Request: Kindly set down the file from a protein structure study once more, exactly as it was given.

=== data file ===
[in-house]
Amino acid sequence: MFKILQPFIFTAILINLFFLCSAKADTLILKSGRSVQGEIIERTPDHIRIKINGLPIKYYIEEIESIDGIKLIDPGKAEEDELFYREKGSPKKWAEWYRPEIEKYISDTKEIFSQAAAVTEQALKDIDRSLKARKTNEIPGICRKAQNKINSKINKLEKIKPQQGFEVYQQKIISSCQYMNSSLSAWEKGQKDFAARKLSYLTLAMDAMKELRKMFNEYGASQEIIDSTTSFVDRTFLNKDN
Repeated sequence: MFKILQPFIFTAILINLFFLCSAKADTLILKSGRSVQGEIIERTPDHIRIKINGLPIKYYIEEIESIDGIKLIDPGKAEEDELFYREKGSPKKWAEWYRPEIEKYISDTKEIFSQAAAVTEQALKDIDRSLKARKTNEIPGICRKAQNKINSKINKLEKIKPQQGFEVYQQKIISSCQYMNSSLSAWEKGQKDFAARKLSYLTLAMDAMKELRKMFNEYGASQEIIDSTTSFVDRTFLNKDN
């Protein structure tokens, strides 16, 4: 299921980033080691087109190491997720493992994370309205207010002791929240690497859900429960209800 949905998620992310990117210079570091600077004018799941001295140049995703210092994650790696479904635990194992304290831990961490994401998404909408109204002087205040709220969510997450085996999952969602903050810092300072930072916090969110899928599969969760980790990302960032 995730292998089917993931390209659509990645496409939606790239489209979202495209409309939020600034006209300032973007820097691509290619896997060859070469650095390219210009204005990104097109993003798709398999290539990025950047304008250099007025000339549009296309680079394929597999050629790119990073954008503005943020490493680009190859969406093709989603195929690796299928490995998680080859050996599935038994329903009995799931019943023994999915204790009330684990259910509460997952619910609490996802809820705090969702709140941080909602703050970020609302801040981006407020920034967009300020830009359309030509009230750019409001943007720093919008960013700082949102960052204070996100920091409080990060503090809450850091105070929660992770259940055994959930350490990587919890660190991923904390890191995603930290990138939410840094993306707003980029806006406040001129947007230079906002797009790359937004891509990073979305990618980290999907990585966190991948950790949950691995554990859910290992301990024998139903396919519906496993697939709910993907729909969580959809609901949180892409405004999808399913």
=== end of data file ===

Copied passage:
[in-house]
Amino acid sequence: MFKILQPFIFTAILINLFFLCSAKADTLILKSGRSVQGEIIERTPDHIRIKINGLPIKYYIEEIESIDGIKLIDPGKAEEDELFYREKGSPKKWAEWYRPEIEKYISDTKEIFSQAAAVTEQALKDIDRSLKARKTNEIPGICRKAQNKINSKINKLEKIKPQQGFEVYQQKIISSCQYMNSSLSAWEKGQKDFAARKLSYLTLAMDAMKELRKMFNEYGASQEIIDSTTSFVDRTFLNKDN
Repeated sequence: MFKILQPFIFTAILINLFFLCSAKADTLILKSGRSVQGEIIERTPDHIRIKINGLPIKYYIEEIESIDGIKLIDPGKAEEDELFYREKGSPKKWAEWYRPEIEKYISDTKEIFSQAAAVTEQALKDIDRSLKARKTNEIPGICRKAQNKINSKINKLEKIKPQQGFEVYQQKIISSCQYMNSSLSAWEKGQKDFAARKLSYLTLAMDAMKELRKMFNEYGASQEIIDSTTSFVDRTFLNKDN
């Protein structure tokens, strides 16, 4: 299921980033080691087109190491997720493992994370309205207010002791929240690497859900429960209800 949905998620992310990117210079570091600077004018799941001295140049995703210092994650790696479904635990194992304290831990961490994401998404909408109204002087205040709220969510997450085996999952969602903050810092300072930072916090969110899928599969969760980790990302960032 995730292998089917993931390209659509990645496409939606790239489209979202495209409309939020600034006209300032973007820097691509290619896997060859070469650095390219210009204005990104097109993003798709398999290539990025950047304008250099007025000339549009296309680079394929597999050629790119990073954008503005943020490493680009190859969406093709989603195929690796299928490995998680080859050996599935038994329903009995799931019943023994999915204790009330684990259910509460997952619910609490996802809820705090969702709140941080909602703050970020609302801040981006407020920034967009300020830009359309030509009230750019409001943007720093919008960013700082949102960052204070996100920091409080990060503090809450850091105070929660992770259940055994959930350490990587919890660190991923904390890191995603930290990138939410840094993306707003980029806006406040001129947007230079906002797009790359937004891509990073979305990618980290999907990585966190991948950790949950691995554990859910290992301990024998139903396919519906496993697939709910993907729909969580959809609901949180892409405004999808399913």